March 7, 2011

Review: Middle Brother:: Middle Brother

Cream were dubbed the world's first supergroup; The Highwaymen were country’s; and then there was the Traveling Wilburys, perhaps the greatest of them all: a band comprised of George Harrison, Bob Dylan, Tom Petty, Jeff Lynne and Roy Orbison. Harrison, one of the Fab Four, once admitted that he never knew what it felt like to play in a band until the Traveling Wilburys. Supergroups were once something to behold, but the magic and allure faded with bands like Velvet Revolver and Audioslave acting more as life rafts for aging rock stars than outlets born of creative desire. Monsters of Folk—three of folk rock’s brightest stars rekindling the magic of a shared tour—sounded so promising on paper, but the record came out flat and contrived. Save for the single "Say Yes," the album was three songwriters trading songs with no discernable input from one another.

Thankfully, Middle Brother more than gels. In fact, they play like a band. Sure, the songwriters divide duties here, but instead of awkward and unnatural segues between tracks, John McCauley, Matt Vasquez and Taylor Goldsmith seem acutely aware of each other’s strengths and play to them. McCauley, as the hungover joker-in-chief, leads the band on a time capsule-like experience of classic foot-stomping rockabilly and folk storytelling reignited anew. With the ramshackle, uptempo, hollering Vasquez and quiet, contemplative, Angel-voiced Goldsmith acting as bookends, the album is a fine example of pacing and balance. Whereas Monsters of Folk consisted largely of mellow acoustic singer/songwriter shtick with the occasional shot of Jim James, Middle Brother’s debut showcases a confident band that knows both when to take it slow and when to lay the hammer down.

There’s no wrong turns or missed opportunities here, just fistfuls of highlights: McCauley nailing the Replacements’ boozy and road-weary “Portland;” Vasquez’s sharp tongue in the rollicking riff-heavy “Blue Eyes;” and the three-way verse trade-off in “Million Dollar Bill.” But perhaps no one shines brighter than Goldsmith on “Blood and Guts,” an updated version of his song with Simon Dawes—his former band with Blake Mills. The plaintive scorcher is the type of breakup song you wish you knew when you were going through the experience, as it gets to the physical and elemental shit of it with exceptional insight and honesty. "I want to sign with blood and guts, so someone will know that I'm here," sings Goldsmith, who if normally playing the part of Bruce Banner, peaks with a few Hulk moments here imbuing his vocal chords with impressive emotional ferocity.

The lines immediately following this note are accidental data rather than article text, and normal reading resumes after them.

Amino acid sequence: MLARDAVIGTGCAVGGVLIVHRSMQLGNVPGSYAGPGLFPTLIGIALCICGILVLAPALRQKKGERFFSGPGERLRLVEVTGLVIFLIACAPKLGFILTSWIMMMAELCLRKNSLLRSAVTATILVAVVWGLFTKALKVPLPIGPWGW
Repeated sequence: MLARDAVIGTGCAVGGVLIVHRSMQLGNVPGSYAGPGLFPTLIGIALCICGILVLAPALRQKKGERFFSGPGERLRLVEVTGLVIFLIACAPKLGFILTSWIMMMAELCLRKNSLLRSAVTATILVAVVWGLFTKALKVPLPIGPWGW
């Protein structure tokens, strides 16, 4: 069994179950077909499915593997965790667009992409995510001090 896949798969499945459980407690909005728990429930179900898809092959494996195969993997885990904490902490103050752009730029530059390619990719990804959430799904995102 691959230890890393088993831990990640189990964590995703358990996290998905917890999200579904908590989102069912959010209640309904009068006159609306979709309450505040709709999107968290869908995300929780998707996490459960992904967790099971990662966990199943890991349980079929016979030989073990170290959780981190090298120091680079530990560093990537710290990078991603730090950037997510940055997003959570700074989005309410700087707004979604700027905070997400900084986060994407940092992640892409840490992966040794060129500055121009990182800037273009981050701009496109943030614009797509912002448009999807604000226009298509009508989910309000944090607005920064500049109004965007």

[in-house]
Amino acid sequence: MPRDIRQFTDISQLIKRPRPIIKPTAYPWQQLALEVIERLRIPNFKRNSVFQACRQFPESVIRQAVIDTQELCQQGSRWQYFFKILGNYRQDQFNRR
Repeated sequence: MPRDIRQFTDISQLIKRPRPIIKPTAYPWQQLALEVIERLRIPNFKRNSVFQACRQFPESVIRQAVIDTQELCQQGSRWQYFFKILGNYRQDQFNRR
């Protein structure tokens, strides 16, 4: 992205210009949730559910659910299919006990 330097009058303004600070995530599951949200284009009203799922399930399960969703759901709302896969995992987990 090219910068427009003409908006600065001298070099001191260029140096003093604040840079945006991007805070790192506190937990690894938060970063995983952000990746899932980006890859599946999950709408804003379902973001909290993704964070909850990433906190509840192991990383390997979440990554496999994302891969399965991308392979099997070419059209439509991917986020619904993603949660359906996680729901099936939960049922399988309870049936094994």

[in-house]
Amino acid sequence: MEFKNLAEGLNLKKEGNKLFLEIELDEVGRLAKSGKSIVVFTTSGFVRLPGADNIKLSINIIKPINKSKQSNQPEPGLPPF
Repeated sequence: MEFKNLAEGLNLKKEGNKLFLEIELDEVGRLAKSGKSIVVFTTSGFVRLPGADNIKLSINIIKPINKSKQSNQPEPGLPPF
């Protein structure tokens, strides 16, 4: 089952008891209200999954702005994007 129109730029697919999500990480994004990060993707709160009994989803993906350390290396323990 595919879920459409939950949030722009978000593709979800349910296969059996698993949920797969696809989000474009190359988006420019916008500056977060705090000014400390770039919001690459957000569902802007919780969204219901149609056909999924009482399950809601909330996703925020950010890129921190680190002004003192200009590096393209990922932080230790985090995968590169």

I hesitate to call it a classic—only time will tell—but Middle Brother certainly has all the makings of one. Exceedingly re-playable, it’s the kind of record that song-for-song fits in with any mood at any moment and then suddenly takes over. No, they're not the Traveling Wilburys, but Middle Brother is certainly the closest approximation we've had in a long time.

Middle Brother - "Me, Me, Me" (from Middle Brother)
Middle Brother - "Middle Brother" (from Middle Brother)

Check out the earlier versions of Goldsmith's songs from Simon Dawes' 2007 Daytrotter session.

Simon Dawes - "Wilderness" (Daytrotter)
Simon Dawes - "Blood and Guts" (Daytrotter)

Middle Brother

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